From My John Osborne Book: A Letter To His Fellow Countrymen

Written by Monkey Woods

Friday, 11 January 2019

image for From My John Osborne Book: A Letter To His Fellow Countrymen
Osborne: very angry

A few weeks ago, I wrote a story about buying a book from a charity shop in Cottingham, near Hull, in which I later discovered a £20 note that had been used as a bookmark by the book's previous owner. The book was 'Damn, you, England' by the playwright, John Osborne, the writer of the classic 1956 play, 'Look Back In Anger'.

The book, a first edition, contains a selection of his writings which includes many letters to newspapers on a variety of topics. It cost me 50p, which was a bargain, if ever there was one.

In the book, on pages 193 and 194, there is a letter from Osborne, published in the Tribune on 18 August 1961. It's a letter to the government, with whom Osborne is clearly not happy. I have included it here, because, even though more than 57 years separate then and now, I feel somewhat the same about the current crop of mopheads in charge of politics in the UK.

As part of its entry on John Osborne, the 'Angry Young Man', Wikipedia states:

"During his peak (1956–1966), he helped make contempt an acceptable and now even cliched onstage emotion, argued for the cleansing wisdom of bad behaviour and bad taste, and combined unsparing truthfulness with devastating wit."


* This is a letter of hate. It is for you, my countrymen. I mean those men of my country who have defiled it. The men with manic fingers leading the sightless, feeble, betrayed body of my country to its death. You are its murderers, and there's little left in my own brain but the thoughts of murder for you.

I cannot even address you as I began as 'Dear', for that word alone would sin against my hatred. And this, my hatred for you, and those who tolerate you, is about all I have left and all the petty dignity my death may keep.

No, this is not the highly paid 'anger' or the 'rhetoric' you like to smile at (you've tried to mangle my language, too). You'll not pour pennies into my coffin for this; you are MY object. I am not yours. You are my vessel, you are MY hatred. That is my final identity. True, it will no doubt die with me in a short time and by your unceasing effort.

But perhaps it could be preserved, somewhere, in the dead world that you have prepared for us, perhaps the tiny, unbared spark of my human hatred might kindle, just for the briefest moment in time, the life you lost for us.

I fear death. I dread it daily. I cling wretchedly to life, as I have always done. I fear death, but I cannot hate it as I hate you. It is only you I hate, and those who let you live, function and prosper.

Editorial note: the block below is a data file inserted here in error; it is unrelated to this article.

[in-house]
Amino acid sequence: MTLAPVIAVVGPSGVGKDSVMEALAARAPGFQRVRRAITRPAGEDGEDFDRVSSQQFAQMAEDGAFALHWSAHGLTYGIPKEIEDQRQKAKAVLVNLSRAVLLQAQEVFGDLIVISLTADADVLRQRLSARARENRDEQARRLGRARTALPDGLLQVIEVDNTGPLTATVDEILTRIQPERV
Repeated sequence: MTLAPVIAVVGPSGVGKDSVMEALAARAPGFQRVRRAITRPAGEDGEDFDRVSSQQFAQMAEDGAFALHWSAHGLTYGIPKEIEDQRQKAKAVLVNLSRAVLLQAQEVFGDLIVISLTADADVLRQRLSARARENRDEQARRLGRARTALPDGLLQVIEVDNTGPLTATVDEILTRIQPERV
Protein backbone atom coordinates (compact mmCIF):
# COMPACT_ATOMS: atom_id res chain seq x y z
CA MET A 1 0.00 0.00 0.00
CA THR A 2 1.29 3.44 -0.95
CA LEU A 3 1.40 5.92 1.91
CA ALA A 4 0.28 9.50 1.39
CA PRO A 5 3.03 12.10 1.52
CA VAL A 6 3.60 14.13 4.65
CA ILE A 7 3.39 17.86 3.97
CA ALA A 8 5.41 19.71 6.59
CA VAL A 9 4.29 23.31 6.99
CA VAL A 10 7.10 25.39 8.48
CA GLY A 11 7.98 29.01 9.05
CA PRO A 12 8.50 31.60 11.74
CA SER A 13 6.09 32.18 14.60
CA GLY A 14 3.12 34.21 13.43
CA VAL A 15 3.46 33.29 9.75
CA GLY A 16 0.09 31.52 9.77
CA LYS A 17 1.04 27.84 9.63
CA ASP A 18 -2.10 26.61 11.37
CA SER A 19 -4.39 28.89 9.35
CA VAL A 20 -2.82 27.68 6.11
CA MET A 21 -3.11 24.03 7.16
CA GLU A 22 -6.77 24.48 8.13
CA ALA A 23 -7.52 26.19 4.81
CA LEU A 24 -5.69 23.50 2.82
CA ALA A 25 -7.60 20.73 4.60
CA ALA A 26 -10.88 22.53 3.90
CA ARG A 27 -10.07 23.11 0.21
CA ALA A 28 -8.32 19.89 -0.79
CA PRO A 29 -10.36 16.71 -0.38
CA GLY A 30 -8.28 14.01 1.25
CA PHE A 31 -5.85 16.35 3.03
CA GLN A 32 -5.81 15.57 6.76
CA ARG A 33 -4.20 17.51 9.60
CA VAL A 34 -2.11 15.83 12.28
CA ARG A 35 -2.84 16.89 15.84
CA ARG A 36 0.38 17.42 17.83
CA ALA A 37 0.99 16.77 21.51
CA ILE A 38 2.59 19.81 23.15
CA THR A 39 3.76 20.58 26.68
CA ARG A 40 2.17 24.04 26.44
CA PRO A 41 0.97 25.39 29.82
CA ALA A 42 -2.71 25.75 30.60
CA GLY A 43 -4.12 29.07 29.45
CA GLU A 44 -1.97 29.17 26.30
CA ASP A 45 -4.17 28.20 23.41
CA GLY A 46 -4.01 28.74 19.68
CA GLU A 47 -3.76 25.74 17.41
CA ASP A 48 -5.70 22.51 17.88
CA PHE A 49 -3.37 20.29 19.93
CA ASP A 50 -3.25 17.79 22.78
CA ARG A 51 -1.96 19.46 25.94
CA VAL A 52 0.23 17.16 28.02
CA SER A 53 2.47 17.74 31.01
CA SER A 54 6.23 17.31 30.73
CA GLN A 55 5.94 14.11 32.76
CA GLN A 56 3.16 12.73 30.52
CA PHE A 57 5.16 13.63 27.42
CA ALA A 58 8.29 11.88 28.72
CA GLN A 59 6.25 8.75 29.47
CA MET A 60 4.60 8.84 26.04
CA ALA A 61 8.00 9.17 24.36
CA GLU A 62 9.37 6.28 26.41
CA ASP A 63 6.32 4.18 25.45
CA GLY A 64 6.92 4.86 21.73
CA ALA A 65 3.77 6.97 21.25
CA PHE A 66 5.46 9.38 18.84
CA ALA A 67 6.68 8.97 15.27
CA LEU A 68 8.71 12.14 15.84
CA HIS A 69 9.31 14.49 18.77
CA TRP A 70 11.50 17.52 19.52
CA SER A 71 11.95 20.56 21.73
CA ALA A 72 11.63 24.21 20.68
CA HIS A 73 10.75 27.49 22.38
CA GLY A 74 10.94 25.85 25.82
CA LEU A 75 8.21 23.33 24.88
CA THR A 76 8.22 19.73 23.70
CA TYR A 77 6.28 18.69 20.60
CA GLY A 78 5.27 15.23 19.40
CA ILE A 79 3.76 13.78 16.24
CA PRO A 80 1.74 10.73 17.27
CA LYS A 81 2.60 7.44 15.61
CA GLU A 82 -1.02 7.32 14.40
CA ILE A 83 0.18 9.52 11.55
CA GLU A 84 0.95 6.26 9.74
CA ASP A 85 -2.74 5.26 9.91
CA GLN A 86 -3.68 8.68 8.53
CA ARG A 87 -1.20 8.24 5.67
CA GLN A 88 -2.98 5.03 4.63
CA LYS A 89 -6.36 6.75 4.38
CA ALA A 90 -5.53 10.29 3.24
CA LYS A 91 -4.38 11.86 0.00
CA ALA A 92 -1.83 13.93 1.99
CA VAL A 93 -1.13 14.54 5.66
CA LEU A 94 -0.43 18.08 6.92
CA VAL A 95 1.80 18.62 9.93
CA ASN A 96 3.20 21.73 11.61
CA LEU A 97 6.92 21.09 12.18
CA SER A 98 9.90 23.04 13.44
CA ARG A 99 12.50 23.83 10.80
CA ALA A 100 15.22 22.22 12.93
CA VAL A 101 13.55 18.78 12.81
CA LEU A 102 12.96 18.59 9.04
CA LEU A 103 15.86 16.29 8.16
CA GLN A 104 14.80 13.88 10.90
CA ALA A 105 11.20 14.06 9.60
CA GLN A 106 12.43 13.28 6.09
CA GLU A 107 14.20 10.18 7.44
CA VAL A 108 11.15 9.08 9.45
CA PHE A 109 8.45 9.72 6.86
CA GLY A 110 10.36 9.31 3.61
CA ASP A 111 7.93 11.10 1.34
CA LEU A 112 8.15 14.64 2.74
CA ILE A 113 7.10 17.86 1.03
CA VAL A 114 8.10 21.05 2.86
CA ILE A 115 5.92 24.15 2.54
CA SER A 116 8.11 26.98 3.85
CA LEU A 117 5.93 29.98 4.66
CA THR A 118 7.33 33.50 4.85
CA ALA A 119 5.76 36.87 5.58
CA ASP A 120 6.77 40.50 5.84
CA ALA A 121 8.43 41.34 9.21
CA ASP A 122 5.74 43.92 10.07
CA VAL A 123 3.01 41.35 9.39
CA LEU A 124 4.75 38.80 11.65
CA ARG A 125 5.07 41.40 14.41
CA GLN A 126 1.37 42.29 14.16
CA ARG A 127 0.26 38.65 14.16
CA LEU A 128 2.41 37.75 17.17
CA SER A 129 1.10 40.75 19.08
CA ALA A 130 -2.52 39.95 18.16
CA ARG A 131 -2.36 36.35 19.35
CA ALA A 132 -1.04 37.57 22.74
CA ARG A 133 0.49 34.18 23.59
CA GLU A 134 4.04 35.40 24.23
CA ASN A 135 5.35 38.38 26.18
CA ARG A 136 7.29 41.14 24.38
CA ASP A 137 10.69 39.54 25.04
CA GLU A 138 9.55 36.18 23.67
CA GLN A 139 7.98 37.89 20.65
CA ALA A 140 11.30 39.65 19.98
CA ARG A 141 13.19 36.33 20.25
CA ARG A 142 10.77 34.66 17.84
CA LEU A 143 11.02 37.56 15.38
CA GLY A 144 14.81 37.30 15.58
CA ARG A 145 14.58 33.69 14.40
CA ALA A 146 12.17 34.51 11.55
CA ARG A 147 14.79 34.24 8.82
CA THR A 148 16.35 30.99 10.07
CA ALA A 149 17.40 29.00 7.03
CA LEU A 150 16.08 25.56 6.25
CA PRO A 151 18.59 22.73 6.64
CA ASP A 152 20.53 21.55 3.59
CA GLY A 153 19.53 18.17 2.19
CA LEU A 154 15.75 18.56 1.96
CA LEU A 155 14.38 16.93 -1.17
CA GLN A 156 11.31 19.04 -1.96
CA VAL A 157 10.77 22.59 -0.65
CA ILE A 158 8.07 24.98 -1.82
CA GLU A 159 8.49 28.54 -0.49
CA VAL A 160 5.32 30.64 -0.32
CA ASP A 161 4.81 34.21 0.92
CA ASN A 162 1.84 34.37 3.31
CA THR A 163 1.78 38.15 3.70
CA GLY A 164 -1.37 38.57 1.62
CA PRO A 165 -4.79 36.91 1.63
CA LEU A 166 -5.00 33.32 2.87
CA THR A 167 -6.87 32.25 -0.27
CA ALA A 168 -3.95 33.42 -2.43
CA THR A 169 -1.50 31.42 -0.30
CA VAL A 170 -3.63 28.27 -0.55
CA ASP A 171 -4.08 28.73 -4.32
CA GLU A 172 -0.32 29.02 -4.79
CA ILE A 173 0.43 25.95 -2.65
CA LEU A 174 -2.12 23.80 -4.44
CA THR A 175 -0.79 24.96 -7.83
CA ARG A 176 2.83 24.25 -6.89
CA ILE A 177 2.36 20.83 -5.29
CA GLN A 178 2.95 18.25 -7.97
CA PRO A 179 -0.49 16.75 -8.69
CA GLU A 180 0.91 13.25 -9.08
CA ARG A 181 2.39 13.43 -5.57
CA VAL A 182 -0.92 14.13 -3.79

My hatred for you is almost the only constant satisfaction you have left me. My favourite fantasy is four minutes or so non-commercial viewing as you fry in your democratically elected hot seats in Westminster, preferably with your condoning democratic constituents.

There is murder in my brain, and I carry a knife in my heart for every one of you. Macmillan, and you, Gaitskell, you particularly. I wish we could hang you all out, with your dirty washing, on your damned Oder-Neisse Line, and those seven out of ten Americans, too. I would willingly watch you all die for the West, if only I could keep my own miniscule portion of it, you could all go ahead and die for Berlin, for Democracy, to keep out the red hordes or whatever you like.

You have instructed me in my hatred for thirty years. You have perfected it, and made it the blunt, obsolete instrument it is now. I only hope it will keep me going. I think it will. I think it may sustain me in the last few months.

Till then, damn you, England. You're rotting now, and quite soon you'll disappear. My hate will outrun you yet, if only for a few seconds. I wish it could be eternal.

I write this from another country, with murder in my brain and a knife carried in my heart for every one of you. I am not alone. If WE had just the ultimate decency and courage, we would strike at you - now, before you blaspheme against the world in our name. There is nothing I should not give for your blood on my head.

But all I can offer you is my hatred. You will be untouched by that, for you are untouchable. Untouchable, unteachable, impregnable.

If you were offered the heart of Jesus Christ, your Lord and your Saviour - though not mine, alas, - you'd sniff at it like sour offal. For that is the Kind of Men you are.

Believe me,
In sincere and utter hatred,
Your Fellow Countrymen,
John Osborne, Valbonne, France.

18 August 1961 *

* From 'Damn You, England' by John Osborne, published by Faber and Faber 1994

The story above is a satire or parody. It is entirely fictitious.

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